|On A Glasslike Sea (standard:other, 2886 words)|
|Author: Eutychus||Added: Dec 24 2012||Views/Reads: 997/884||Story vote: 0.00 (0 votes)|
|A small group examining competing worldviews|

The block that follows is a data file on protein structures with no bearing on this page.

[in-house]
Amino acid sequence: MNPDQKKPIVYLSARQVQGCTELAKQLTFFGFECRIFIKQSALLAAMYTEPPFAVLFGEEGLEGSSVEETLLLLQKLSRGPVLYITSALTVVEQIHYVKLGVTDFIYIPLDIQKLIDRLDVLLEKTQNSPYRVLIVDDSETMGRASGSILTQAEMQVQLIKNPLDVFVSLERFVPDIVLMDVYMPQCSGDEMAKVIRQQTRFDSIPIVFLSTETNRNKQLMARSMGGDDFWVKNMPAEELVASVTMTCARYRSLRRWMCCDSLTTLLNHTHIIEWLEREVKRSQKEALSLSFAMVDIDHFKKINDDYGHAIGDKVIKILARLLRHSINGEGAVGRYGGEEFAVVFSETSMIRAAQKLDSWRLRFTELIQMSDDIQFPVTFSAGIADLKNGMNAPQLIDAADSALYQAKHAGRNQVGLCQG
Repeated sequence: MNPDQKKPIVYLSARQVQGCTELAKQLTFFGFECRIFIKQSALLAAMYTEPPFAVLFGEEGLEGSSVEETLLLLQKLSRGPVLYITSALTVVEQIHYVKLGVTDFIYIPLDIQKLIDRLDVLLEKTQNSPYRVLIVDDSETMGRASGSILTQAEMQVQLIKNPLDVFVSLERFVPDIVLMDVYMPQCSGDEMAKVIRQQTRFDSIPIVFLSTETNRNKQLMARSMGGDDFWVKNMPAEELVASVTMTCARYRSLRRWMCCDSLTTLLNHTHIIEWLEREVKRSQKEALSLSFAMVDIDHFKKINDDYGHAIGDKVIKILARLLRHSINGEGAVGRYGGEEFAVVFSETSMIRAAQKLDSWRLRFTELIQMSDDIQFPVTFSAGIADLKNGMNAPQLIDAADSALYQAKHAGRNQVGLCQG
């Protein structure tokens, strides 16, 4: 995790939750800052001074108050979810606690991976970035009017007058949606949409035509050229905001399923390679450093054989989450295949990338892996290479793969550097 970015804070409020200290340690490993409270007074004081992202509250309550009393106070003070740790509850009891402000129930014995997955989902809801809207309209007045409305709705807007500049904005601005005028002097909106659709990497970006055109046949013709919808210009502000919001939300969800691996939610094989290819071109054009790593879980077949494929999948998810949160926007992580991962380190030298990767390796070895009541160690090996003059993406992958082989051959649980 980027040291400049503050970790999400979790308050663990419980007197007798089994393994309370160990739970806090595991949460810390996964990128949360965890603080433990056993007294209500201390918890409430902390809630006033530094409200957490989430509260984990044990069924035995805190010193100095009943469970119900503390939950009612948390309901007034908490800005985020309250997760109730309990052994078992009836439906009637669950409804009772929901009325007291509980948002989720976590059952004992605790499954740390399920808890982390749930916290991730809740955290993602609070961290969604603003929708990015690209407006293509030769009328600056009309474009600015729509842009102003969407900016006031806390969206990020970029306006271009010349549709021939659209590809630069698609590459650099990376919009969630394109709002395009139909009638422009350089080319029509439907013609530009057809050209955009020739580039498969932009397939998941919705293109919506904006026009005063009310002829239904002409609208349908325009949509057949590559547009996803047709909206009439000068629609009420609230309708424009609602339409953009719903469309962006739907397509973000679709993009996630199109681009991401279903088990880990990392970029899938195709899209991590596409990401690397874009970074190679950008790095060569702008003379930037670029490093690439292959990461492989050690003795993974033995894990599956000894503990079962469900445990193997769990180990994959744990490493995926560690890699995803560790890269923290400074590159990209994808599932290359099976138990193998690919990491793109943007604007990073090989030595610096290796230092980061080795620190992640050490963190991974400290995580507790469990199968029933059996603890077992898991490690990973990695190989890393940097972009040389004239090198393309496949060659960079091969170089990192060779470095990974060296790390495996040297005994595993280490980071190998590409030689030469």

“See anything?” Reggie asked his mate with whom he had been sharing the crow's nest for the past two hours. “Not a thing. But with no moon and no binoculars, how can we expect to see anything until we are right on top of it? Look sharp for a moment. I need to relax my eyes,” Fred said and focused his gaze to the northwest. “What are you looking at?” “I'm looking for constellations. I focus with a different set of muscles and it relieves the headache caused by two hours of focusing midrange.” “Let me see... Where's Leo?” “That's easy. Right there is Ursa Major. Line up the two stars that make up the back side of the dipper and follow them to the galactic south. There, just above the horizon, is Regulus.” “Yes, the heart of the lion. The tail should be just to the north. Half a minute. Where did Regulus go, Fred?” Reggie wondered, uncertain why his focus on the constellation had suddenly been thrown off to the point that it had disappeared entirely. “Focus closer. Regulus is still there. It's just blocked from view.” his friend who had transferred over from the Oceanic after a four year stint as lookout said intently. “Do you see it?” As Reggie spoke a word of astonished agreement Fred had rung the ship's bell three times and then reached for the telephone. “Is there anyone there?” Fred shouted into the device that he didn't quite trust to deliver news this important. “Yes, what do you see?” sixth officer James Moody asked. “Iceberg right ahead!” ********************** The Sunday evening service began with a song, prayer, and Pastor Douglas' promise to get right into the material after a quick recap of last week's discussion. The series, which the pastor had titled War of the Worldviews, had been covering the lenses through which various cultures had looked at the world at different times in history in an attempt to understand why the world was in the place it had arrived at. Because of Kyle's connection to the history aspect of the series, being a tenured member of the local high school's history department, he sat with his extended family with pencil and clipboard of paper at the ready for when it came time to take notes. The pastor's review covered Modernism and its roots in the European Enlightenment, a system of viewing the world based on the theory of the man who starts with his thoughts on a given matter and builds his worldview block by block based upon nothing more than his own powers of reason. “And while Modernism gave divine revelation a greatly reduced role in how we understand the world, it at the very least made the assumption that the mind is a mirror of nature, meaning that the reality our mind perceives does in fact correspond to how the world really is. Based on this presumption, Modernism set the stage for great advancements in technology and Modernists used that technology to achieve mastery over the natural world, hoping to usher in a Utopian age in which the individual could understand his place in the universe based solely upon reason. “Unfortunately, reason proved insufficient to prevent two world wars and could not keep the last century from being the bloodiest in history. And because Modernism failed to live up to the promise of prosperity through reason, that disillusionment has resulted in what has come to be known as POST-modernism, a worldview which rejects to a large degree reliance upon reason. Postmodernism values the experiences of the individual, a relativity that values a little bit of everything but Click here to read the rest of this story (229 more lines)
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